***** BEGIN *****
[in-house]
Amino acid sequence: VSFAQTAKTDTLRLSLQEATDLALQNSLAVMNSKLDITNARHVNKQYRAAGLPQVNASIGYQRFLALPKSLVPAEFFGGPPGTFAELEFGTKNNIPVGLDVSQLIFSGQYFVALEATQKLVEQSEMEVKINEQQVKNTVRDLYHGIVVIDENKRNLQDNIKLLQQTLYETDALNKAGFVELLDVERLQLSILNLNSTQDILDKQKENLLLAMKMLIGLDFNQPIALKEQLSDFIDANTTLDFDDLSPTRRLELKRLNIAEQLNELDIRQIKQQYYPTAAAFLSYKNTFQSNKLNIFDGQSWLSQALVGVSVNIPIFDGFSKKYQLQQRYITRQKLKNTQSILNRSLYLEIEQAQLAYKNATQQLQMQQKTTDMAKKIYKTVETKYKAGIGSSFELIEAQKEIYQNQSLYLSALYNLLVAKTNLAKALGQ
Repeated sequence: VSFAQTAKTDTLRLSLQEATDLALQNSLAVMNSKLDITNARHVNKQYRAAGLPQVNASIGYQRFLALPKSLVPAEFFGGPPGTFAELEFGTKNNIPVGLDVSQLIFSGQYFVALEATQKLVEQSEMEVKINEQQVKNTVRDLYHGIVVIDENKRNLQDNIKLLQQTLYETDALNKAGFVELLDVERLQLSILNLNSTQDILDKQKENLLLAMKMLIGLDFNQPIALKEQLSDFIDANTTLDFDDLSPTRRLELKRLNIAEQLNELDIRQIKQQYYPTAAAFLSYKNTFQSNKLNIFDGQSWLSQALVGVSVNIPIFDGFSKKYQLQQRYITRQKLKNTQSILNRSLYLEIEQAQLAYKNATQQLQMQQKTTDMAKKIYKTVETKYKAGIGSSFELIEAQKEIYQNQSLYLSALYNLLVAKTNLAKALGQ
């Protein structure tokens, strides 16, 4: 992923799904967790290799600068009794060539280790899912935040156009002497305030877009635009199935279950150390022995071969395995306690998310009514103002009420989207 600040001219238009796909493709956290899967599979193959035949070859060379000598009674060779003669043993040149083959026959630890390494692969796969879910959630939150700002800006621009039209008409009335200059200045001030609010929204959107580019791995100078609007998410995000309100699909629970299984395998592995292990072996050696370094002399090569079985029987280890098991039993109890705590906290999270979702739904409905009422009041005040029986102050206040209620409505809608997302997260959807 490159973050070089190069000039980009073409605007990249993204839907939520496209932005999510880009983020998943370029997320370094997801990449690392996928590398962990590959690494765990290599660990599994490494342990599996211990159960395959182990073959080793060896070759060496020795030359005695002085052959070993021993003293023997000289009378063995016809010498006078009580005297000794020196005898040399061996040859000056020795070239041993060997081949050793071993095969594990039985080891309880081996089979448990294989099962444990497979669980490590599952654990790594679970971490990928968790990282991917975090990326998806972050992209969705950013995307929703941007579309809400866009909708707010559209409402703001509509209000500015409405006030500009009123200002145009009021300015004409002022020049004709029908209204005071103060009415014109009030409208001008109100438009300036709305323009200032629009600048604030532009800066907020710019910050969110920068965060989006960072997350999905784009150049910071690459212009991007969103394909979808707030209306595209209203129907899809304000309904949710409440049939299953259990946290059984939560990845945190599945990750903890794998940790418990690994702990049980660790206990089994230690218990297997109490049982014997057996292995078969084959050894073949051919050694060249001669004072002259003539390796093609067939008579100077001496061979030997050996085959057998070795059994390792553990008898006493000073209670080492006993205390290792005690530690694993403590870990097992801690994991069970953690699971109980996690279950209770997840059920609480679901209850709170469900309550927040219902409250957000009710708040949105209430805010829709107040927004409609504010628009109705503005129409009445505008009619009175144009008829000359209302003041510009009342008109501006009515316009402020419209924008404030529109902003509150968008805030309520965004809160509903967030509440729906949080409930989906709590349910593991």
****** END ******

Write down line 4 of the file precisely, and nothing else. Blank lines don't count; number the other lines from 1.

């Protein structure tokens, strides 16, 4: 992923799904967790290799600068009794060539280790899912935040156009002497305030877009635009199935279950150390022995071969395995306690998310009514103002009420989207 600040001219238009796909493709956290899967599979193959035949070859060379000598009674060779003669043993040149083959026959630890390494692969796969879910959630939150700002800006621009039209008409009335200059200045001030609010929204959107580019791995100078609007998410995000309100699909629970299984395998592995292990072996050696370094002399090569079985029987280890098991039993109890705590906290999270979702739904409905009422009041005040029986102050206040209620409505809608997302997260959807 490159973050070089190069000039980009073409605007990249993204839907939520496209932005999510880009983020998943370029997320370094997801990449690392996928590398962990590959690494765990290599660990599994490494342990599996211990159960395959182990073959080793060896070759060496020795030359005695002085052959070993021993003293023997000289009378063995016809010498006078009580005297000794020196005898040399061996040859000056020795070239041993060997081949050793071993095969594990039985080891309880081996089979448990294989099962444990497979669980490590599952654990790594679970971490990928968790990282991917975090990326998806972050992209969705950013995307929703941007579309809400866009909708707010559209409402703001509509209000500015409405006030500009009123200002145009009021300015004409002022020049004709029908209204005071103060009415014109009030409208001008109100438009300036709305323009200032629009600048604030532009800066907020710019910050969110920068965060989006960072997350999905784009150049910071690459212009991007969103394909979808707030209306595209209203129907899809304000309904949710409440049939299953259990946290059984939560990845945190599945990750903890794998940790418990690994702990049980660790206990089994230690218990297997109490049982014997057996292995078969084959050894073949051919050694060249001669004072002259003539390796093609067939008579100077001496061979030997050996085959057998070795059994390792553990008898006493000073209670080492006993205390290792005690530690694993403590870990097992801690994991069970953690699971109980996690279950209770997840059920609480679901209850709170469900309550927040219902409250957000009710708040949105209430805010829709107040927004409609504010628009109705503005129409009445505008009619009175144009008829000359209302003041510009009342008109501006009515316009402020419209924008404030529109902003509150968008805030309520965004809160509903967030509440729906949080409930989906709590349910593991």